Windy City Takes on Cloud: New Tax on Streaming Media, SaaS and PaaS

By

In a bold and controversial move, the city of Chicago instituted a new cloud tax today that will target online databases as well as popular streaming media services like Netflix and Spotify. The tax is designed to recoup some of the sales tax that has gone missing as consumers shift their spending away from brick-and-mortar stores to digital services. But the way the tax is being instituted raises a number of questions and has gotten the legal community up in arms.

Image via Shutterstock

The new tax is based on two recent rulings from the Chicago Department of Finance. The first involves “electronically delivered amusements” while the second relates to “nonpossessory computer leases.” Both rulings extend existing tax legislation to tack an extra nine percent tax onto certain types of online services.

Streaming media certainly seems to fall under the amusement umbrella, while the second ruling could conceivably cover anything from AWS to Lexis Nexus. According to law firm Reed Smith, the new laws cover streaming media services along with SaaS and PaaS, which amounts to an extremely broad range of vendors and solutions. Consumers using these services in Chicago will now be responsible for paying the tax, and companies like Netflix are already taking steps to incorporate it in their billing processes.

"Jurisdictions around the world, including the U.S., are trying to figure out ways to tax online services," said a Netflix representative. "This is one approach."


Michael Wynne, a partner at Reed Smith, claims the second ruling violates the 1998 Internet Tax Freedom Act, which is meant to prevent discrimination against services delivered via the Internet. And the firm believes both rulings violate the Federal Telecommunications Act as well.

"There's no question that the city needs revenue and I can see where things are escaping the old tax base," said Wynne, "I think the objectionable part is that, instead of drafting new laws for that, we're simply stretching the old laws to fit."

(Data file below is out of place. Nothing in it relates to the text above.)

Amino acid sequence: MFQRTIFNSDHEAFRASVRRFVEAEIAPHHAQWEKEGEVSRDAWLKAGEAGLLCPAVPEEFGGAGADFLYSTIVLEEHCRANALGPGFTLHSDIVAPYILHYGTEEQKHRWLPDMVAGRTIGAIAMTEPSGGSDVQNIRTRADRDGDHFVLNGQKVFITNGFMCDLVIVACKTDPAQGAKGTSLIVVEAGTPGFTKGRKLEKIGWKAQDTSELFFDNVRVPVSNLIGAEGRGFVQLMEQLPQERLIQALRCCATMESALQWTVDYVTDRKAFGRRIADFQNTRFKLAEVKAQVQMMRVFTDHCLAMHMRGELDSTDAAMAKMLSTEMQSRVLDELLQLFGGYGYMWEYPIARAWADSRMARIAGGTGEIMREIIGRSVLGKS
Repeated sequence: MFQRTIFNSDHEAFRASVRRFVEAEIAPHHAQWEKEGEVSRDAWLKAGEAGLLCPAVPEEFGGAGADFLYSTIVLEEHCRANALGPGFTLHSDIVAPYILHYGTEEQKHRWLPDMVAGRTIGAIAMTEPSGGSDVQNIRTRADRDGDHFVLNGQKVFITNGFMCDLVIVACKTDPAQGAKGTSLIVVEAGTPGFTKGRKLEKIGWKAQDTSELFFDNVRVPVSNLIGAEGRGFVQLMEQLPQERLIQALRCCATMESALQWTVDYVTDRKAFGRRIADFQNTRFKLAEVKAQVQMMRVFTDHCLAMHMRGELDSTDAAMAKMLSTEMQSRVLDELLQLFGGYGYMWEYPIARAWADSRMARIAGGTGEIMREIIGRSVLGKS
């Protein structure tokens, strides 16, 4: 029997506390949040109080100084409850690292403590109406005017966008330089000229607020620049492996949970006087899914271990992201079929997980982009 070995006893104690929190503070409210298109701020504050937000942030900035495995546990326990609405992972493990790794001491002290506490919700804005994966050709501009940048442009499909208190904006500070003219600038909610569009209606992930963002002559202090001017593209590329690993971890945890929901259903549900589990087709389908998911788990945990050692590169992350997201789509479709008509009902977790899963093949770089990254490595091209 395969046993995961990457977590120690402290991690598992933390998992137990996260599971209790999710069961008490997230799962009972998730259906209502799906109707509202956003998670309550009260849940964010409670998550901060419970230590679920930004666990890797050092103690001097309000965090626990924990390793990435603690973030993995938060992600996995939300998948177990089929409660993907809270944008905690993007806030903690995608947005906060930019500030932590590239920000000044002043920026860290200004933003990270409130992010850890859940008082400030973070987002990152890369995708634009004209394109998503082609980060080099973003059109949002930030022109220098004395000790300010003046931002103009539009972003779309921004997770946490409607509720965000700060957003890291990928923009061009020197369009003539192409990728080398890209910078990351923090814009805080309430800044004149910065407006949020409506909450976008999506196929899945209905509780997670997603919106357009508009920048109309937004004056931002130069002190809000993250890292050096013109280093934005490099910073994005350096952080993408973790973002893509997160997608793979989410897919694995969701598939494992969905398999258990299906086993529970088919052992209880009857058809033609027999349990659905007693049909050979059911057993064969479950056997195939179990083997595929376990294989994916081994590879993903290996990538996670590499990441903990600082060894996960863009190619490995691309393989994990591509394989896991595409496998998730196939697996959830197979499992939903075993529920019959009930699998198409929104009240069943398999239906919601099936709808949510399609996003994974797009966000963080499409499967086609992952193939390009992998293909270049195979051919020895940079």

Cities like Chicago are struggling to recoup lost local taxes once derived from video rental and music stores. Consequently, it is very likely other municipalities will institute similar cloud taxes, to the chagrin of consumers and online service providers alike.

The new laws also raise questions about exactly how the tax will be instituted and how companies can possibly comply as mobile subscribers move in and out of the taxable jurisdiction. While the tax officially went into effect today, companies have until September 1 to implement it.




Edited by Maurice Nagle

TechZone360 Contributing Editor

SHARE THIS ARTICLE
Related Articles

Why SSL? The Purpose of Using SSL Certificates

By: Special Guest    2/27/2020

SSL is what facilitates secure internet as it protects sensitive user data. Regardless of whether or not a website handles sensitive data like credit …

Read More

How Does Prototype Sheet Metal Fabrication Work?

By: Special Guest    2/27/2020

Designers having prototypes made for their clients to view and hold has become a normal part of the designing process. Physical models are much easier…

Read More

Is A 5G Phone Contract A Good Idea?

By: Special Guest    2/27/2020

5G service is slowly being rolled out. Soon, it won't just be the major cities that have access to super-fast 5G network, which is reportedly 20 times…

Read More

Dell to Sell RSA Security to Investor Group

By: Tracey E. Schelmetic    2/21/2020

A consortium led by Symphony Technology Group (STG), an American private equity firm based in Palo Alto, California, the Ontario Teachers' Pension Pla…

Read More

In New York City, Smart Buildings Are All the Rage

By: Bill Yates    2/20/2020

Two smart building proponents sat down for a fireside chat at the ITEXPO in Fort Lauderdale, FL, on Feb. 13. Topic of discussion: "The Intersection of…

Read More